Tag Archive | "compost tumblers"

Apartment Composting With a Compost Tumbler

So you want to compost, but you live in an apartment. Don't fret, there are things you can still do. Apartment composting can be done with a traditional compost bin as many are compact and can fit on an apartment patio or balcony.

First, do you have a patio or balcony?

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If you are lucky enough to have a patio or balcony, then you probably have room for plants. Unfortunately I only have room for one Gardenia. Since I don't have any indoor plants, yet, I'm still doing my research on what to get for the best helpers in keeping my air healthy and clean.

So you have plants and you want to give them the benefits of rich soil by means of composting. Good for you, use that food wastage and make it work for the planet. Depending on the size of your patio or balcony, you might have room for an outdoor version compost pile. 

Dual-Batch Compost Tumbler

The Dual-Batch Compost Tumbler is one option and will cost you $169, but check out their sales prices. It features two rotating bins so you can let one side "cook" while filling the other up.

DIY Compost Bin

If you don't have the money for something like this, you can make your own. eHow has an article, How to Make a Compost Bin From a Garbage Can. It uses a recycled garbage, bricks, garden hoses, and old newspapers.  

Luxury: NatureMill PRO XE

What if you don't have a balcony or patio, or even if you do it's simply not large enough. If this describes your situation, there are options for indoor composting bins.

Below is the PRO XE Mill by NatureMill. For $450 it's definitely a luxury. The NatureMill PRO XE is fully automatic and odor free.

Compost is ready every 2 weeks, and the best thing is you can add food waste any time, any day. Waste items are processed continuously, mixed every 4 hours. It's small enough to fit under some lower cabinets, or just place it on the floor in your kitchen. Talk about an easy way to start composting, and it's a composting luxury small enough for apartment living.

​Worm Bin Composting

If you prefer to do it yourself, I came across a homemade Indoor Compost Bin at One-change.com. Click here to see their easy to follow steps and you'll have your homemade compost bin in no time.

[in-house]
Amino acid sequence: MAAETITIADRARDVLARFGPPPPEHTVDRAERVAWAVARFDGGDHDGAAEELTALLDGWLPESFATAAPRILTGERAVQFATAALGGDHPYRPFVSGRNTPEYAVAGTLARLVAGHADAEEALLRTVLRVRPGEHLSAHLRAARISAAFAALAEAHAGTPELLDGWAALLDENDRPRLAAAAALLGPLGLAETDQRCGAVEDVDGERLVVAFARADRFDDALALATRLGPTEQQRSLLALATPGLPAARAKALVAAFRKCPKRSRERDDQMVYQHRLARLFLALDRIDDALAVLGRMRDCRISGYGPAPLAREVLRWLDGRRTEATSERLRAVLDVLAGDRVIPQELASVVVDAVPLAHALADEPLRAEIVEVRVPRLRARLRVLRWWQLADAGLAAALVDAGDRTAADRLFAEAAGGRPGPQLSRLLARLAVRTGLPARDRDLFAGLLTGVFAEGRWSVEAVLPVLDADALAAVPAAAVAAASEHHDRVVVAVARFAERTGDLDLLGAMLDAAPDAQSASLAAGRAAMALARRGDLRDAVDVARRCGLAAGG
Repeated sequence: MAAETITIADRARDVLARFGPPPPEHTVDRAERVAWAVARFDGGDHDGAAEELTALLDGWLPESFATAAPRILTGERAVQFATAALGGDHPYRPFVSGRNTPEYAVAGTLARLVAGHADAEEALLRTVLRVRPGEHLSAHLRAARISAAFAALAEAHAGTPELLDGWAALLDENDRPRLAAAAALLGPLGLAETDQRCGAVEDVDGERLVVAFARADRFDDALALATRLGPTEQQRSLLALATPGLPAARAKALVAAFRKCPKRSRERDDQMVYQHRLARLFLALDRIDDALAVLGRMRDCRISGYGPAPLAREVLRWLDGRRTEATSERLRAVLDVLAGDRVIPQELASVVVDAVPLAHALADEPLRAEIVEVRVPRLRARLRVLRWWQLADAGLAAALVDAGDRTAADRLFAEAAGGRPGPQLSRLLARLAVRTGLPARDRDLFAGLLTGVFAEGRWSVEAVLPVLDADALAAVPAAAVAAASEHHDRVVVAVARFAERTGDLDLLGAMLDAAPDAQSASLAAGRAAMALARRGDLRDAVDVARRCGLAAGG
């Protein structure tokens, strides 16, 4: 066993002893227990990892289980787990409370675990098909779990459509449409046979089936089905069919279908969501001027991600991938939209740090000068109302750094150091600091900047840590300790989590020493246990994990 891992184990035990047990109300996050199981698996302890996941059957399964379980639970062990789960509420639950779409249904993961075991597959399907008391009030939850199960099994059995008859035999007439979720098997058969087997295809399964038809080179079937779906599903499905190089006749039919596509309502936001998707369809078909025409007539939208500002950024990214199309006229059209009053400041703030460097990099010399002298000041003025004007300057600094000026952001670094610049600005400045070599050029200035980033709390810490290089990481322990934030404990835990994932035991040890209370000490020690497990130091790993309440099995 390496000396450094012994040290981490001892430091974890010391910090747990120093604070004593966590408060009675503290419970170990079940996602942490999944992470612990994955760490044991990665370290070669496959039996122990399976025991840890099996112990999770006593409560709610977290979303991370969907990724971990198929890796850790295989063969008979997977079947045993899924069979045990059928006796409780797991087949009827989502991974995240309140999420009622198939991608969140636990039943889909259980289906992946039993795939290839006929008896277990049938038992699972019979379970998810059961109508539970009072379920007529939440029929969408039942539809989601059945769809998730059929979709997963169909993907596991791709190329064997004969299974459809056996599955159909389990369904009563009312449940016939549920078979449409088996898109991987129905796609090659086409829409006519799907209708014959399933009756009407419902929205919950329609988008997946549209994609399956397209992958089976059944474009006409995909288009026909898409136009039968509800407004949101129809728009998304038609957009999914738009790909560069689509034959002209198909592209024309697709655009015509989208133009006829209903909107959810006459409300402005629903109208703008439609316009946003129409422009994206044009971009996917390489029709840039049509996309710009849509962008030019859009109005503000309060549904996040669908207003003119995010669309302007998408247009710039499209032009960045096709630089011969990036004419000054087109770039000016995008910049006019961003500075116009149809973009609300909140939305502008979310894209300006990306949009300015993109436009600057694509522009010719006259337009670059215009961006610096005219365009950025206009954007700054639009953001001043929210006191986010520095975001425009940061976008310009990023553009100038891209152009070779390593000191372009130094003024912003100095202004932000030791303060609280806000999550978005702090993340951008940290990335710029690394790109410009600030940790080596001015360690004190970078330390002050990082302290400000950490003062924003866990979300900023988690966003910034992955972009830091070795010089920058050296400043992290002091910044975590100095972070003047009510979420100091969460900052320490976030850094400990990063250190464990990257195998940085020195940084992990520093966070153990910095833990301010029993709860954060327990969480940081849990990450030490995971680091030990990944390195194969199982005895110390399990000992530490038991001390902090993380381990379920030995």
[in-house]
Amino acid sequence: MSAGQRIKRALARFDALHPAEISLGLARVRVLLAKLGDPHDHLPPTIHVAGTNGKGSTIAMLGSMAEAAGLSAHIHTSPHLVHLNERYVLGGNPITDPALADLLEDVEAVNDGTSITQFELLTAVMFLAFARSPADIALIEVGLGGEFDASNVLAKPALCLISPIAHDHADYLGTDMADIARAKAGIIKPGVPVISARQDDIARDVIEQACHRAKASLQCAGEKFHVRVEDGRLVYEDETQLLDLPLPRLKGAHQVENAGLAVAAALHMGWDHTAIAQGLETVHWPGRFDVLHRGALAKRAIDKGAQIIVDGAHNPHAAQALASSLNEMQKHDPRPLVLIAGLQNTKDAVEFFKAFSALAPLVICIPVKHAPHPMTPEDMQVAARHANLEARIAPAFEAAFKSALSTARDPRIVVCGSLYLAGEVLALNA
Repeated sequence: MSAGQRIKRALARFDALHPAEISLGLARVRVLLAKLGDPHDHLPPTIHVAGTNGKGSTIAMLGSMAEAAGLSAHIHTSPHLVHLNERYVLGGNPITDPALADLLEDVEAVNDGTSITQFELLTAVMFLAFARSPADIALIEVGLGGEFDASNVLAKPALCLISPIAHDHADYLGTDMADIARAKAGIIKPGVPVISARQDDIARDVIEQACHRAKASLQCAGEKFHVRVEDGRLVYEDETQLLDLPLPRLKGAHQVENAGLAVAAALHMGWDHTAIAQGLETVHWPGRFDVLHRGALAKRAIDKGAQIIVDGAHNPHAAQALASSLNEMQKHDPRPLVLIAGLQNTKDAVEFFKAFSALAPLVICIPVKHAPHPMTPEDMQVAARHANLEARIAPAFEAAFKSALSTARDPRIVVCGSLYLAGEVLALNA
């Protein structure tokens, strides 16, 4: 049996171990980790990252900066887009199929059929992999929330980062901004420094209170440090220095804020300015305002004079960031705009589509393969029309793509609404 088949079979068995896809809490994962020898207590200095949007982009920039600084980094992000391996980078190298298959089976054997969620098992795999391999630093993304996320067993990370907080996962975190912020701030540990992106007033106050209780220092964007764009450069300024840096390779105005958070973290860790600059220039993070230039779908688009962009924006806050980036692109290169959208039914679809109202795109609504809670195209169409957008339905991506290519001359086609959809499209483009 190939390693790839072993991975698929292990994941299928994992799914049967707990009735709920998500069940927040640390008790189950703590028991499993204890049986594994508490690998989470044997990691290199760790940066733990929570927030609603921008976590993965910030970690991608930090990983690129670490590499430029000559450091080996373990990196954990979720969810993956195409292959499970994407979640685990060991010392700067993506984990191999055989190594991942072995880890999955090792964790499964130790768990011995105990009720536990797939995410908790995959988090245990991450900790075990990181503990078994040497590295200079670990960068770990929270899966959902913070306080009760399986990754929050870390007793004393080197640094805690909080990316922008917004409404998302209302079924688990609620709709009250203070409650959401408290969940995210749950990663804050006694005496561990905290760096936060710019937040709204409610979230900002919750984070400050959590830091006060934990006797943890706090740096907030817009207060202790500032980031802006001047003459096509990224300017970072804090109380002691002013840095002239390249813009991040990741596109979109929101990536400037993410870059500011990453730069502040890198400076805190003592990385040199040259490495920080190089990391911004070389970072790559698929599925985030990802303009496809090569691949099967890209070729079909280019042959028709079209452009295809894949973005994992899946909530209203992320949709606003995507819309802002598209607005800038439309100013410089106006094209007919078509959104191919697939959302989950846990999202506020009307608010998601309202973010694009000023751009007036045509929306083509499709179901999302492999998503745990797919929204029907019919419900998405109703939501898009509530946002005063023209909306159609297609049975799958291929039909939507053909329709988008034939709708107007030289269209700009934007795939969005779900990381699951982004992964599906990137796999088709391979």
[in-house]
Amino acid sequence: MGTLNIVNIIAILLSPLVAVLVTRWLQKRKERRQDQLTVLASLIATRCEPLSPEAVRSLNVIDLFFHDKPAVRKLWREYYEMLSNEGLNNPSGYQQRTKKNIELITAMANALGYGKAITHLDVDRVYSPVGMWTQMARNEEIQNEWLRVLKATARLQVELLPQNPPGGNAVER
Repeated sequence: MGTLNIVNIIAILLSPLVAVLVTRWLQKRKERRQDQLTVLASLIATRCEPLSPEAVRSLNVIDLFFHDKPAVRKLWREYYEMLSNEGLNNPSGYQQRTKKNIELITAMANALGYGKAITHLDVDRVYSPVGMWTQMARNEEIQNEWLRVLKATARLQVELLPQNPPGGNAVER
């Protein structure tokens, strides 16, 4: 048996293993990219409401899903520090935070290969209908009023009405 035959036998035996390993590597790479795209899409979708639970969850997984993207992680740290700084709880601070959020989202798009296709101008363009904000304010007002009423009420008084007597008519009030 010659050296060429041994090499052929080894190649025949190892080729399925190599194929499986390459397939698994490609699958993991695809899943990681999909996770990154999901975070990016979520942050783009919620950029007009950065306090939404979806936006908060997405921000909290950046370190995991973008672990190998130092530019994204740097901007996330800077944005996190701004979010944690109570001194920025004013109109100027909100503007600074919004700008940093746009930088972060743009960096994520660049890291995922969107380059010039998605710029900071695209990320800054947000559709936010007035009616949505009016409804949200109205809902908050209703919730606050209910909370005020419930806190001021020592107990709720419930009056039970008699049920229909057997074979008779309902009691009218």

This system uses worms, so technically it might be better called a Worm bin. They even show pictures to see what's going on.

​Apartment Composting Tips

  You're ready to start composting, here's a few tips. If you don't have the indoor composter to do your composting for you automatically, you might want to have two containers to hold your compost materials. That way when the first one is full and processing, you can start filling up the second one.

You'll also want to pick up a compost keeper or compost pail to stay on the kitchen counter.  Target sells a Stainless Steel Compost Keeper for $59.99 and the Ceramic Compost Pail is sold by Williams-Sonoma for only $32.00.

These countertop canisters will collect the food scraps that you will later transfer to your outdoor composter or home made composter. Look for ones that are equipped with a charcoal filter to absorb the food odors. You want it to work well, but not have to smell the process. If it stinks, something's wrong.

What should be put in the compost?

Here is a list from the Environment Protection Agency of what is acceptable to put in your composter:

Grass clippings, Leaves, Straw, and hay, Wood chips,  Sawdust, Teabags, Fruit and Vegetable Scraps, Coffee grounds and Paper Filters, Egg shells, Vacuum Cleaner, Lint Hair Clippings, Shredded Newspaper, Fireplace Ashes, Wool and Cotton Rags

Here is a list of What not to throw in your composter:

Diseased Plants, Pernicious Weeds, Human and Pet Wastes, Chemically Treated Wood, Barbeque Grill Ash, Meat and Fish Scraps, and Bones Oils and Other Fatty Food Products, Milk Products

What Not to Put In Your Composter, Climate Warming Watch

In the beginning it's best to use uncooked fruit and vegetables. Avoid meat, fish, dairy, or oils. After you feel comfortable with composting and have a little more knowledge, you can decide what to include yourself.

The meat and fish scraps, milk and fatty foods are suggested to be avoided because of their attraction to rats and other pests, who might be carrying diseases. They will, however, break down in a food composter eventually.

I hope this helps you on your way to composting. And don't let apartment living stop you, as shown above there are ways to get around the lack of space. You might want to watch this video for more information. Just for your knowledge, Vermicompost refers to worm composting.

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